I am in the field of education because not only do I believe any child can learn but also because we need educators to advocate for those we teach! First, I believe with effort and dedication, children can learn anything. We must never lower the expectations for our students. Now, I do believe we must continue to scaffold and provide as much support to help students achieve success. I know this because I experienced it one year with my 4th grade students in science. I continue to observe this phenomena in my classes today. You see, regardless of the classification of the student, special ed, general ed, socially and emotionally disturbed, whatever the term given, I see all these students as my own. It becomes my responsibility to educate them based on their needs. Therefore, if it means initiating Saturday school or after school tutoring to achieve success, that is what we will do.

I firmly believe our families need advocates. Those within the education community need to speak on their behalf to institute policy reform and more. I also believe in developing relationships with the parents to develop the whole child. I strongly believe when educators and parents partner together, then it increases the child’s chances of success academically, socially and emotionally. Every child must have a strong support system of encouragement. The child sees and knows the care and concern of all parties involved. Working towards positive relationships within the classroom makes a huge difference. This is what helps to develop a positive classroom community with positive behavioral management as well as academic growth.

What changes can you make to shift the field towards equity and justice?

Unfortunately, I do see inequalities within the walls of my own school. I also see changes shifting among administration and staff members as well. I see that there is a disproportionate amount of African American males being disciplined, whether it being out of school suspension or in school correction. I also see the African American staff used heavily to restore the African American students to the community. In other words, regardless of African American positions as counselor, support staff, or educator, these individuals are called upon during times of crisis to de-escalate the problem. These type of practices place the school in jeopardy. It identifies one type of person as the expert. As an African American person, I am no different than my counterparts. I have sought to learn about my students. I have been schooled by them and their parents. Anyone can implement the same strategies I do. We are human. Study human nature. We are no different. Therefore, as an educator, I can communicate this. I can engage in courageous conversations about equity and justice. I can share my experiences about race, and I can be honest and candid. I can show how it is done humbly, yet boldly. I can be patient as we all work toward this end, achieving equity and justice for all.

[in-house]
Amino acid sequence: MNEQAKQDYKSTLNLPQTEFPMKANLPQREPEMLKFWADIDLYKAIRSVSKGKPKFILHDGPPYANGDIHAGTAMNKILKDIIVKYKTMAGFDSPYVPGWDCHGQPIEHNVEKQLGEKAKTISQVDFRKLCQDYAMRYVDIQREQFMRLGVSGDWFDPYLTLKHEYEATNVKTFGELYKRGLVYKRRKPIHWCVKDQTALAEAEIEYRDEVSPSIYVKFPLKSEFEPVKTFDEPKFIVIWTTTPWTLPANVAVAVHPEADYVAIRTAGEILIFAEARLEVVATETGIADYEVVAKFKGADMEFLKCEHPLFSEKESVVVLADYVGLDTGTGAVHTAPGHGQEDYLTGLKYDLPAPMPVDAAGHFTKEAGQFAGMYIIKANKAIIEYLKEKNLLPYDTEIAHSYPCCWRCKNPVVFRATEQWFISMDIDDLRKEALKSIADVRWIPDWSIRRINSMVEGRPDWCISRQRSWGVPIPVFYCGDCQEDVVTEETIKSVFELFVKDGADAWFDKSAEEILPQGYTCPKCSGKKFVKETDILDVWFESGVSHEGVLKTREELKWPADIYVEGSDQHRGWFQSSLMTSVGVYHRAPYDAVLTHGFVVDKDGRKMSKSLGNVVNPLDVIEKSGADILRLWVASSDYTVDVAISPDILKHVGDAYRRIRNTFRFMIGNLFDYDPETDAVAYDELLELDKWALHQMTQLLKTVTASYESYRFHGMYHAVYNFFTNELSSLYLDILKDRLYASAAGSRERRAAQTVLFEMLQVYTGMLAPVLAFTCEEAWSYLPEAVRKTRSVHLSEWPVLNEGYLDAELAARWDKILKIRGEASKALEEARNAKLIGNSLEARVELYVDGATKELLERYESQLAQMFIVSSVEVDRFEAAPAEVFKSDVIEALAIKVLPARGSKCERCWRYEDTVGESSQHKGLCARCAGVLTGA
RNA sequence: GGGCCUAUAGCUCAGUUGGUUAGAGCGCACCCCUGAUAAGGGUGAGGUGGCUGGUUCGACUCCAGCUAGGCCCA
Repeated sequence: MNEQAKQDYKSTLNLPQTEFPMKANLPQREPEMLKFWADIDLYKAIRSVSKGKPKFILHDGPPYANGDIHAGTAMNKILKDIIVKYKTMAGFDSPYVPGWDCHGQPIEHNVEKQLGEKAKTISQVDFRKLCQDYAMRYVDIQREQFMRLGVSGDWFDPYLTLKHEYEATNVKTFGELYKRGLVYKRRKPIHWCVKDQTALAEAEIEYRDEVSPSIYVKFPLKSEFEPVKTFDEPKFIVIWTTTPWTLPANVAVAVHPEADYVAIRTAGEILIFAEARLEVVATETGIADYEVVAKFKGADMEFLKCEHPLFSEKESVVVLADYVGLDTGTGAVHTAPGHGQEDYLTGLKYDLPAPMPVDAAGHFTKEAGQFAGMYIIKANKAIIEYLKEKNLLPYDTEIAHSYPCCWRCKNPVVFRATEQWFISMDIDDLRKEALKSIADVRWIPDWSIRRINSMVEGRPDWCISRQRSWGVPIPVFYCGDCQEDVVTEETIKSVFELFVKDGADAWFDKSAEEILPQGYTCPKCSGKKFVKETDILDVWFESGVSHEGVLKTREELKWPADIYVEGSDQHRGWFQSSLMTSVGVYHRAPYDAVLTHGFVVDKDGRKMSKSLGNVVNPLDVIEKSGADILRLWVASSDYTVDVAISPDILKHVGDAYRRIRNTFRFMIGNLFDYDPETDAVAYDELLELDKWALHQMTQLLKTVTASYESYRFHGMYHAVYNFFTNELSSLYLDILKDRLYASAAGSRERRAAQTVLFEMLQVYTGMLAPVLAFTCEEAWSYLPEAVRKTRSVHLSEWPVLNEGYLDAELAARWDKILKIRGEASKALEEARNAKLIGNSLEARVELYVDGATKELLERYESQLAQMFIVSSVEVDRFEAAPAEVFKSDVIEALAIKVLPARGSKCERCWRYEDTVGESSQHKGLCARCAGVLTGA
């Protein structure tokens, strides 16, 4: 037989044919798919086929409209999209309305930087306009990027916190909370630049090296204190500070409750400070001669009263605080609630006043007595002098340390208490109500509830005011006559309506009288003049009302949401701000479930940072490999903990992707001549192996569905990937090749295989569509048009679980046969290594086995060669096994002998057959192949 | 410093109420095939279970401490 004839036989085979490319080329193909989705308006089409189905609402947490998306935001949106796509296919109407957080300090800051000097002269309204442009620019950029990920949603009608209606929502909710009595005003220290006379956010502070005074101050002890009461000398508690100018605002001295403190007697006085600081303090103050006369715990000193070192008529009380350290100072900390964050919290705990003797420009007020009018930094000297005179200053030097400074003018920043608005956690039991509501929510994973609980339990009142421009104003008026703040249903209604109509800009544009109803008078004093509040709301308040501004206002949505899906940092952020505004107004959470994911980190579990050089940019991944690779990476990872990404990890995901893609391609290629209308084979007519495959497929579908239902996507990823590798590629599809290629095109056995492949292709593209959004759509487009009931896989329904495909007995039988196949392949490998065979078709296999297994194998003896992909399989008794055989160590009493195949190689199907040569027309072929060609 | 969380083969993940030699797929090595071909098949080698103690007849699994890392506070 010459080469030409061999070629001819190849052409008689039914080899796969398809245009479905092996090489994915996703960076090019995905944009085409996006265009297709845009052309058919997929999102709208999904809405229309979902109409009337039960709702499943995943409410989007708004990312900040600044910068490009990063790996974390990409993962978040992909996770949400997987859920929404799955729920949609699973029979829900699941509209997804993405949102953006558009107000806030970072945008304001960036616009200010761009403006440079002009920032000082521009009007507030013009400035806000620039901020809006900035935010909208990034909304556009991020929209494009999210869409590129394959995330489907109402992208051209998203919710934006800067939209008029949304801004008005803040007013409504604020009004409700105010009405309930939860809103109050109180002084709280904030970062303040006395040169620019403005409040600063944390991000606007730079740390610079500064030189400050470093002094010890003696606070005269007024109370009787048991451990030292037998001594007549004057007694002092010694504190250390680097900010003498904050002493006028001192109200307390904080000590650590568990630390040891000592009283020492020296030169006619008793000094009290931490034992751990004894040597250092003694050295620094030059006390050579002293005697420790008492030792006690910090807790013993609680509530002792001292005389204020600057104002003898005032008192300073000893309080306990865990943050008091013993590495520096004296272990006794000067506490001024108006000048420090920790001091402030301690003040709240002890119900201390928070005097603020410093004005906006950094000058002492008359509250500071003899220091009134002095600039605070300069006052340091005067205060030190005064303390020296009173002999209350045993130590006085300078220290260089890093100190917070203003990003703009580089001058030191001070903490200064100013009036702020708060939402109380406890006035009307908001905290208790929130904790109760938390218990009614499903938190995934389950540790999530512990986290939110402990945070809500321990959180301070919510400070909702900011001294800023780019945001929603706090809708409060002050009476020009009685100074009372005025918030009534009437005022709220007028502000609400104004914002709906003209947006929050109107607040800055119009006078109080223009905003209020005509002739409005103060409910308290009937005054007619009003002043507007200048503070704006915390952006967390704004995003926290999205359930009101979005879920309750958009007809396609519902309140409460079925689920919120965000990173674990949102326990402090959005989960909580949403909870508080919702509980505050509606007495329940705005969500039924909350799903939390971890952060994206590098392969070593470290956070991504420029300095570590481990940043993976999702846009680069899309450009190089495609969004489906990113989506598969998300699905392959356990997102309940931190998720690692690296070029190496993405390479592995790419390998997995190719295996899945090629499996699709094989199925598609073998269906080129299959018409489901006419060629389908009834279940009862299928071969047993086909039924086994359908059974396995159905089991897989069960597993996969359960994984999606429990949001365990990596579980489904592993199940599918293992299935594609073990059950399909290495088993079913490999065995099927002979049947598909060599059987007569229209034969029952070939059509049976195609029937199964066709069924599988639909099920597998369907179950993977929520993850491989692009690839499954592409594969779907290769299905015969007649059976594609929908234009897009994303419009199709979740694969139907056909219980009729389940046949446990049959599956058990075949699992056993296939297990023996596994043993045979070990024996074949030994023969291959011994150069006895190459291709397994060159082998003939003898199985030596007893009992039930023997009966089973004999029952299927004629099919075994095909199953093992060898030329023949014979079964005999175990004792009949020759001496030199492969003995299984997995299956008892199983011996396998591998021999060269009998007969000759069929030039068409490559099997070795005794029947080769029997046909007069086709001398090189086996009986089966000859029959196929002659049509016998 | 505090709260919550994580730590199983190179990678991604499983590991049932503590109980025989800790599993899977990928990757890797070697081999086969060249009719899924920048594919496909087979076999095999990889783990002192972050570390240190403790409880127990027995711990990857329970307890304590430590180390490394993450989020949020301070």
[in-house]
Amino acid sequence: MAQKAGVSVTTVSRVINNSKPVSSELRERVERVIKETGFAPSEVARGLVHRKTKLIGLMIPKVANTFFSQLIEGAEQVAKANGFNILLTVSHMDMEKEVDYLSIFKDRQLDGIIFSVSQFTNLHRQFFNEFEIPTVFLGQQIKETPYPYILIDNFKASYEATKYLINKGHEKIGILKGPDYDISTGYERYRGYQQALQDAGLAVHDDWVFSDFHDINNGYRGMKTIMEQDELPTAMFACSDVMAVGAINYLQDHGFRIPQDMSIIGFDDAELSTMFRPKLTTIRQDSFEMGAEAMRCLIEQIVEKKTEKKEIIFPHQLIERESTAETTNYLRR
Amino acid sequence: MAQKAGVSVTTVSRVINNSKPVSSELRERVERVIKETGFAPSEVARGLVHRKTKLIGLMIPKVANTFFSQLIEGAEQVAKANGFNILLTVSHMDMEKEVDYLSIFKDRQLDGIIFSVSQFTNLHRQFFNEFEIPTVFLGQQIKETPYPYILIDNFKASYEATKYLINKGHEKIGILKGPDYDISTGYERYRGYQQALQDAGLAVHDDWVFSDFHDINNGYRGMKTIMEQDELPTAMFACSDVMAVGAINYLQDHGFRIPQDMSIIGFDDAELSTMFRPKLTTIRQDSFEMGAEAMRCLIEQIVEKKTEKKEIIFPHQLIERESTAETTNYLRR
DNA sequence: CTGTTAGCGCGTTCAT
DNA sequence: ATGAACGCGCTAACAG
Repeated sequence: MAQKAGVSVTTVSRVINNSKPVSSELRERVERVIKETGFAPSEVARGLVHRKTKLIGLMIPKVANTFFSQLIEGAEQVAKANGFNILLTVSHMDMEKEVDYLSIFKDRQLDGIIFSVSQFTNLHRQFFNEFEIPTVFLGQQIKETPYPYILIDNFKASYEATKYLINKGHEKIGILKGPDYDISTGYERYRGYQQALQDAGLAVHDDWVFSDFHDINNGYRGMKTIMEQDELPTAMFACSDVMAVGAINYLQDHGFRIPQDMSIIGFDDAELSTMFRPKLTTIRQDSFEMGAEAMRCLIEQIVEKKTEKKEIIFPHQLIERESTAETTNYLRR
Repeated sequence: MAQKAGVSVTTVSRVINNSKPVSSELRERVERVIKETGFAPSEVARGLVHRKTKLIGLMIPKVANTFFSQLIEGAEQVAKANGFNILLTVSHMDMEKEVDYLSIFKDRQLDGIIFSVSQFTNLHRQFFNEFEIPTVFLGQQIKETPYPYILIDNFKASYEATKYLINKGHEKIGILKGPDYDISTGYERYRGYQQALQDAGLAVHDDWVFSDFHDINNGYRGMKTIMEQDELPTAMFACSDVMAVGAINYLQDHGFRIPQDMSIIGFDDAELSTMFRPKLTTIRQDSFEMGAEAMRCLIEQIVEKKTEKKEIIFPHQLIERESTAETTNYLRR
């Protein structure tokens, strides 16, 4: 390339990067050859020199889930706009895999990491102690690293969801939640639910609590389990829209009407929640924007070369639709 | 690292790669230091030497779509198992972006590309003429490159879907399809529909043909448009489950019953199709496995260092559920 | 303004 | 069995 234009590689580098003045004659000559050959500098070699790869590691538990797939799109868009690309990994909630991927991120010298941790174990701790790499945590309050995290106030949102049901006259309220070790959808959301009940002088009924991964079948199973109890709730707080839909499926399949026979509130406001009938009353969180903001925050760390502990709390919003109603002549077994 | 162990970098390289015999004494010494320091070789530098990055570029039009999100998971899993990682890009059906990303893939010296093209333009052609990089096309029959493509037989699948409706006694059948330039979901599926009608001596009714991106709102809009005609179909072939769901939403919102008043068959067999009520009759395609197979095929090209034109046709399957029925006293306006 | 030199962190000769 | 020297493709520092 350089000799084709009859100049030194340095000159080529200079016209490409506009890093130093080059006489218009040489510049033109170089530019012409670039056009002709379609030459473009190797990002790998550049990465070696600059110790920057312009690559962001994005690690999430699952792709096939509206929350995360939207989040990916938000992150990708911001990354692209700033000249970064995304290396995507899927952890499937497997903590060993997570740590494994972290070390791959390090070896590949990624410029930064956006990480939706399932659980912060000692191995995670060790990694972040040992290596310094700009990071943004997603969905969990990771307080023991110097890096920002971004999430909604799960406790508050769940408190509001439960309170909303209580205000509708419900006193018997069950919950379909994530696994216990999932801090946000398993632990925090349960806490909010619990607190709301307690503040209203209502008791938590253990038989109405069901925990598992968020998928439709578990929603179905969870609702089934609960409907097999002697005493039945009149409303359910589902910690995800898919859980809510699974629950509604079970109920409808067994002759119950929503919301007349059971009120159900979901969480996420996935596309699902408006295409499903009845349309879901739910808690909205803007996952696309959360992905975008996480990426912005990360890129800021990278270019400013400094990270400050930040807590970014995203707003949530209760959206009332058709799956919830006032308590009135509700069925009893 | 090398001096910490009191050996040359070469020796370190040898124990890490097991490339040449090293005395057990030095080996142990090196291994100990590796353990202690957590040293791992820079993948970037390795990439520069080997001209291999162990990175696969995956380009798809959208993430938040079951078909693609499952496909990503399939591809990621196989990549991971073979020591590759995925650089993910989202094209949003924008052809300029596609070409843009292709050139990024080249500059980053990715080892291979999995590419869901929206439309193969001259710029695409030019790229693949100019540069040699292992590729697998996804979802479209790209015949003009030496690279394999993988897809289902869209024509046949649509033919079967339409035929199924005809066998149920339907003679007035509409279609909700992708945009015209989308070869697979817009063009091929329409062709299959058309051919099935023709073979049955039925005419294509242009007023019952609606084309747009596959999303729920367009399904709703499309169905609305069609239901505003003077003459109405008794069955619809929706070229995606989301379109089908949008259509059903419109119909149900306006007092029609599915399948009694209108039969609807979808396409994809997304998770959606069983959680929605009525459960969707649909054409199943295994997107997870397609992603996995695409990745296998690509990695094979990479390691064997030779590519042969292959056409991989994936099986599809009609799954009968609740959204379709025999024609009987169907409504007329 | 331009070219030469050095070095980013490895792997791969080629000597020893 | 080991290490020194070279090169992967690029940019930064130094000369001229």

One day what do you hope for?

At my funeral I hope my students speak about the person who they encountered. I hope they will be able to say, “Mrs. Rawlings, though she kept it raw, cared for and loved us! I am who I am because of her!” My desire is to make an impact upon the lives I touch. That’s the legacy I desire to leave.